US 3348271 A
Description (OCR text may contain errors)
1957 R. s. MILLER 3,34
PAPER-CLIP FASTENER Filed March 5. 1966 4 FIG. 3.
INVENTOR Ruth 8. Miller ATTORNEY United StatesPatent 3,348,271 PAPER-CLIP FASTENER Ruth S. Miller, 3945 Connecticut Ave., Washington, 'D.C. 20008 Filed Mar. 3, 1966, Ser. No. 531,608 Claims. (Cl. 24-66) ABSTRACT OF THE DISCLOSURE A paper-clip with means to attachor hold a small card at its upper end so that the paper-clip may serve as a display device, and means permitting the paper-clip to stand on its own legs.
This invention relates to a new and improved paperclip. More particularly, it relatesto a paper-clip which can be used to fasten or hold papers together atflone end, the lower end, and to attach and hold a small. card,
such as a name card, a small piece of paper containing Another purpose of this invention is to convert such types of paper-clips into a display device by providing two legs in back and having the lower part of the main body of the clip serve as a leg in front, thus providing the three legs of an easel. Small cards, small messages, tags, ribbons, flowers, or any such objects can be displayed on the resulting easel.
Any of the commercially available sizes of paper-clips are suitable for the present invention. A small one which measures approximately 1%" from top to the bottom of the U-shaped portion and a large one which measures approximately 2%" from top to the bottom of the U- shaped portion have been found to be particularly useful as bases for the hereinafter described improvement.
The invention will be more readily understood from the following description taken in conjunction with the drawings in which:
FIGURE 1 is a plan view of a first embodiment;
FIGURE 2 is a view taken on plane 1-1 of FIG- URE 1;
FIGURE 3 is a view showing a modification of the paper-clip of FIGURE 1;
FIGURE 4 is a plan view showing a second modification of the paper-clip shown in FIGURE 1;
FIGURE 5 is a view of the paper-clip of FIGURE 4 as seen from one side; and
FIGURE 6 is a modification of the clip shown in FIG- URES 4 and 5.
The paper clip 10 shown in FIGURE 1 is formed from a single length of wire, bent to form a T shaped fastener having a first loop 12 and a second loop 14 extending at right angles to the first loop. Loop 14 is defined by two closely adjacent U shaped portions. The outermost U shaped portion consists of a straight portion 20 which is connected by a curved portion 24 to a second straight portion 22. Nested within this U shaped member is a second, smaller U shaped portion consisting of a straight leg 30 lying parallel to and along portion 20, and a straight leg 32 lying parallel to and along portion 22. A curved stretch 34 connects legs 30 and 32 and completes the base of the T. This portion of 3,348,271 Patented Oct. 24, 1967 the fastener is identical with the ordinary Gem Clip referred to above.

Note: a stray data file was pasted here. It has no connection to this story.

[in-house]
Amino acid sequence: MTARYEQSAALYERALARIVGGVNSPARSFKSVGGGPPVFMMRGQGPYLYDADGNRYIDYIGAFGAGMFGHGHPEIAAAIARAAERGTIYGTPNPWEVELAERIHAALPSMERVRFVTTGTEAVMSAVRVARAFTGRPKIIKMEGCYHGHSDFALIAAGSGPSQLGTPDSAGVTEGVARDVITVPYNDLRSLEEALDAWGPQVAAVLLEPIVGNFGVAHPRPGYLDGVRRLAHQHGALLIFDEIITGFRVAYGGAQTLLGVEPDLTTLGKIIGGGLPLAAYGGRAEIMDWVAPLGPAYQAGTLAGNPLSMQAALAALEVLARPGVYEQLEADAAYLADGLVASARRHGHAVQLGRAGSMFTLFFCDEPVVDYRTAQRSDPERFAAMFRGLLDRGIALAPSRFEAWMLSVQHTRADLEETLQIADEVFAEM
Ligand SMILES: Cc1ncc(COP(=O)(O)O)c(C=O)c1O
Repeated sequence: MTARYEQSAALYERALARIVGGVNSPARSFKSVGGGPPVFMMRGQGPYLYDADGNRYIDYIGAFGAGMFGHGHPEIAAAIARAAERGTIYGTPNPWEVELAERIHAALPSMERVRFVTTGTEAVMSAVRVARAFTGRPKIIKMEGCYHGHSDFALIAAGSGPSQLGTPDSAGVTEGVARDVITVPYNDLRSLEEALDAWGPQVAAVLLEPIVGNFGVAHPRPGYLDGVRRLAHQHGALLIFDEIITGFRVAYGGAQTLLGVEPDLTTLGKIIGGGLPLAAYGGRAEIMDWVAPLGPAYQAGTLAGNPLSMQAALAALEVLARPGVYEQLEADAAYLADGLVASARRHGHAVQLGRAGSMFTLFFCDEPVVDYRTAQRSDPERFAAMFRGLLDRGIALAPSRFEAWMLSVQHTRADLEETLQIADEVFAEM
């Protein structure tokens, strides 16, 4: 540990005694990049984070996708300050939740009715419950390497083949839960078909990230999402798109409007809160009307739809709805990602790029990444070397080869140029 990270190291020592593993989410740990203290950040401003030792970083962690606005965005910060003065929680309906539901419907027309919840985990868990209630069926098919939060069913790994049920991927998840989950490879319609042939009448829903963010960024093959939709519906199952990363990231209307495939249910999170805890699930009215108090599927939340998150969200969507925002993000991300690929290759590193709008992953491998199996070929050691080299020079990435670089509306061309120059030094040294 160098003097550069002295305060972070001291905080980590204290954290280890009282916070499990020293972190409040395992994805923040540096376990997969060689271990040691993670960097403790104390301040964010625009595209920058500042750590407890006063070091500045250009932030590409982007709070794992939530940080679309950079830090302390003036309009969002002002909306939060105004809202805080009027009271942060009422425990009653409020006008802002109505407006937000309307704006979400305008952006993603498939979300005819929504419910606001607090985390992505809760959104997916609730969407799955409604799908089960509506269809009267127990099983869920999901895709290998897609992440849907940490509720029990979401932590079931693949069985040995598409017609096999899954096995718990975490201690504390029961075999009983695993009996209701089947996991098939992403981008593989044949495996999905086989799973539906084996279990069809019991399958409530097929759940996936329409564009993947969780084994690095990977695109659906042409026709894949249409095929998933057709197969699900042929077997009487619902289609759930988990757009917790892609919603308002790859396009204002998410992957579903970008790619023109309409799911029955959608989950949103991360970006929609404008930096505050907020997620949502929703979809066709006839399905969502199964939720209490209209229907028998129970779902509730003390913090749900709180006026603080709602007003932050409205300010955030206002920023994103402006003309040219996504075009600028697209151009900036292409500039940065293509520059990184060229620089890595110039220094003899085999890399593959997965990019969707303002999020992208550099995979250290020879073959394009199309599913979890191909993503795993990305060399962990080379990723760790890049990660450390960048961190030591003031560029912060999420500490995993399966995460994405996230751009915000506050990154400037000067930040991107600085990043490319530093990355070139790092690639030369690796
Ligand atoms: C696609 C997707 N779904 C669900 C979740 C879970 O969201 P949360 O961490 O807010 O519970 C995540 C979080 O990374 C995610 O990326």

The crosspiece of the T consists of a flattened loop 12 made of wire and connecting leg 30 with leg 22 as shown. An extension of leg 30 is bent to form a curve 40, then a straight section 42 and a curved end 44, then a straight top piece 46.and a second .curved end 48 andfinally a short straight piece 50 joined to leg 22.
In one suitable fastener of the type described, loop 12 is about 1.15 x 0.25 inches and loop 14.is about --1.5 x 0.25 inches. On straight section 46 of this fastener,
it is possible to attach or loop or otherwise secure by means of an adhesive or a wire staple a paper or cloth, ribbon or strip 16 or other objects which are small enough to be attached to and supported by' the fastener, e.g. as shown in FIGURE 2.
FIGURE 3 shows the same clip as in FIGURE 1 but With the inside prong or leg 32 of the clip extending upward toward the center of loop 12. The prong or leg is shaped in a semi-circle 36 facing toward loop 14 and terminating in an end 38. This configuration is to permit the insertion of a small name card, file index tab, etc. This type of paper-clip holder or fastener can be used on a file folder in an oflice or on any object to which a paper-clip can be attached.
FIGURES 4 and 5 show a modification of the clip of FIGURE 1 in Which-the clip has prongs 20- and 32 bent downward and then backward in order to form legs 26 and 28 respectively, the prongs in this modification being somewhat longer than in the clip of, FIG- URE 1. The two legs can be bent outlof the plane of clip 10 so as to form an easel. The lower. front U shaped portion 24 of the clip comprises the third leg of the easel. The overall length of this clip should be approximately 2% from the top to bottom.